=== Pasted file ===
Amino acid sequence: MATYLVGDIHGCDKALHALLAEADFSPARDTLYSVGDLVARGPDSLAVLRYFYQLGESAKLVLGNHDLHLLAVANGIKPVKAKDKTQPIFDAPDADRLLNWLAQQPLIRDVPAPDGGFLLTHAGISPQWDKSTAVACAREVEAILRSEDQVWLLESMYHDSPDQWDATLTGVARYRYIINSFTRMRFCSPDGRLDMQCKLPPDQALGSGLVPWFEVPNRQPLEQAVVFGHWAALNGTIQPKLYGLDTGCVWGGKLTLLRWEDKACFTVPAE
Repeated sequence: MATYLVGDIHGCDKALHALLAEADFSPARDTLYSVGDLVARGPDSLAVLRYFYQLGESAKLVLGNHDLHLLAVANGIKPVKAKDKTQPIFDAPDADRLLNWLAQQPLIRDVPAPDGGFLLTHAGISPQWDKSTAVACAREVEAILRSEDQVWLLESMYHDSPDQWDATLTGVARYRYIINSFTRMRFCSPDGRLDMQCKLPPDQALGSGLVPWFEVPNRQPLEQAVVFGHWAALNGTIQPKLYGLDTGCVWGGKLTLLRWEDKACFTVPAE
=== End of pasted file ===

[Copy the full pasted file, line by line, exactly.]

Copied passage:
Amino acid sequence: MATYLVGDIHGCDKALHALLAEADFSPARDTLYSVGDLVARGPDSLAVLRYFYQLGESAKLVLGNHDLHLLAVANGIKPVKAKDKTQPIFDAPDADRLLNWLAQQPLIRDVPAPDGGFLLTHAGISPQWDKSTAVACAREVEAILRSEDQVWLLESMYHDSPDQWDATLTGVARYRYIINSFTRMRFCSPDGRLDMQCKLPPDQALGSGLVPWFEVPNRQPLEQAVVFGHWAALNGTIQPKLYGLDTGCVWGGKLTLLRWEDKACFTVPAE
Repeated sequence: MATYLVGDIHGCDKALHALLAEADFSPARDTLYSVGDLVARGPDSLAVLRYFYQLGESAKLVLGNHDLHLLAVANGIKPVKAKDKTQPIFDAPDADRLLNWLAQQPLIRDVPAPDGGFLLTHAGISPQWDKSTAVACAREVEAILRSEDQVWLLESMYHDSPDQWDATLTGVARYRYIINSFTRMRFCSPDGRLDMQCKLPPDQALGSGLVPWFEVPNRQPLEQAVVFGHWAALNGTIQPKLYGLDTGCVWGGKLTLLRWEDKACFTVPAE